By Da Lin

SANTA CLARA (CBS SF) — Hundreds of Bay Area businesses have shut down due to the pandemic, but for one Santa Clara restaurant the closure means the owners are also forced to leave the country.

John and wife Sunny Seo bought El Camino Mongolian Barbeque restaurant in January 2005. The popular restaurant has a huge following and has become a local institution over the years.

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“This is our favorite place,” said long-time customer Dina Alkhoury.

“The food, the ambience, the all your can eat,” said customer Liza Purtell. “We’ve been coming for the last 5 or 6 years. And we came all the way from Marin County.”

It’s always fresh, always tasty,” said Dave Wilson, who’s been a customer for about 10 years. “This is probably the best interpretation of Mongolian food.”

Like many kids pictured on the walls, Alkhoury ate countless meals at the restaurant.

“I was a little kid (and now I’m an adult),” said Alkhoury. “I’m going to miss it a lot.”

John Seo said he’ll miss his customers, too. They’ve become friends over the years. He and his wife made the tough decision to close down for good after December 15.

“I love this restaurant and the people,” said Seo.

When he first started the business, he wanted customers to feel at home when they come into the restaurant. And a good home, he said, should be full of great memories.

That’s why over the last 17 years, he and workers have taped roughly 7,000 pictures of happy customers on the walls and ceiling.

Seo said the pandemic knocked out his business by 70 percent last year. This year, it’s down 50 percent from pre-pandemic levels. The rising labor and food costs made it impossible to continue. He said they’re losing money every month.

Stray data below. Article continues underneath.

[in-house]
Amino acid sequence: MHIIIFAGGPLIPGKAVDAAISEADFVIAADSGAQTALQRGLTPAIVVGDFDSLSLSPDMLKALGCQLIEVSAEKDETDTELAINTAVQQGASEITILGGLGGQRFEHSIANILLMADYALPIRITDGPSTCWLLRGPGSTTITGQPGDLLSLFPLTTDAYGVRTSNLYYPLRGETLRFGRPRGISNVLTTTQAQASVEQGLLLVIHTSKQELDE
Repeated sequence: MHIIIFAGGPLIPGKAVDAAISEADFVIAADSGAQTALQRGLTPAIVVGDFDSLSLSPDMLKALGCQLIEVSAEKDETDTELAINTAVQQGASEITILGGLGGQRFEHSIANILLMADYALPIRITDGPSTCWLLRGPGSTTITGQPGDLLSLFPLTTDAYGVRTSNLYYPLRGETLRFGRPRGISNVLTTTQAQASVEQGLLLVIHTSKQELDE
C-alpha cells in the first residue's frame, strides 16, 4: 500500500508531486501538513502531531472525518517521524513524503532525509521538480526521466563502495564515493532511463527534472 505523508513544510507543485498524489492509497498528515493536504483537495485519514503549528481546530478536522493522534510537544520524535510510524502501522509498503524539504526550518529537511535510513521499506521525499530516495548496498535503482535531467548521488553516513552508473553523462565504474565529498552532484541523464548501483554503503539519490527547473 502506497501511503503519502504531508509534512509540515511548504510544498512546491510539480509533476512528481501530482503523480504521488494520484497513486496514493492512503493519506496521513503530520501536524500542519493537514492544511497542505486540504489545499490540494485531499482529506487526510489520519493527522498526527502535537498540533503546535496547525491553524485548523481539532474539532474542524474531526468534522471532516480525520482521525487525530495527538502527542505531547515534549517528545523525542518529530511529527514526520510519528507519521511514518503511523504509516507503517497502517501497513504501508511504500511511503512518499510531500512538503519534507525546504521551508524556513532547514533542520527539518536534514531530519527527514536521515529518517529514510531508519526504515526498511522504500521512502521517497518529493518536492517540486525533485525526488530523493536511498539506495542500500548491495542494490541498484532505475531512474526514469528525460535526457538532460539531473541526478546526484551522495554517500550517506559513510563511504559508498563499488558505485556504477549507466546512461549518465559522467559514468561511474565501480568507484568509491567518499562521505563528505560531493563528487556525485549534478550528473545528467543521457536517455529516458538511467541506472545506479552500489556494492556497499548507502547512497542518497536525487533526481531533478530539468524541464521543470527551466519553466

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He and his wife Sunny even sold their house to pay off restaurant debt.

“During the COVID pandemic, my wife and I (had a lot of tears),” said Seo.

Because they’re staying in the U.S. on an investor E-2 Visa, closing down their business means they’ll need to go back to their home country of South Korea within 90 days or they’ll be arrested and deported. If they have a choice, Seo said he and his wife would want to stay in the South Bay.

“Even though I’m sad, I’ve reached the America dream,” said Seo.

He said he has no regrets because his adult son and daughter now have successful careers in the U.S.

“He’s leaving behind a big family,” said Wilson.

“I wish them well, I hope them success and happiness in Korea,” said Alkhoury.

“We just want to thank them for creating this vision and bringing people together,” said Purtell.

When asked what’s going to happen to the pictures, Seo said ideally, someone would buy the restaurant, the recipes, and everything inside to continue the business.

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Seo and his wife plan to spend their remaining time in the U.S. with their son and daughter before going back to South Korea in March.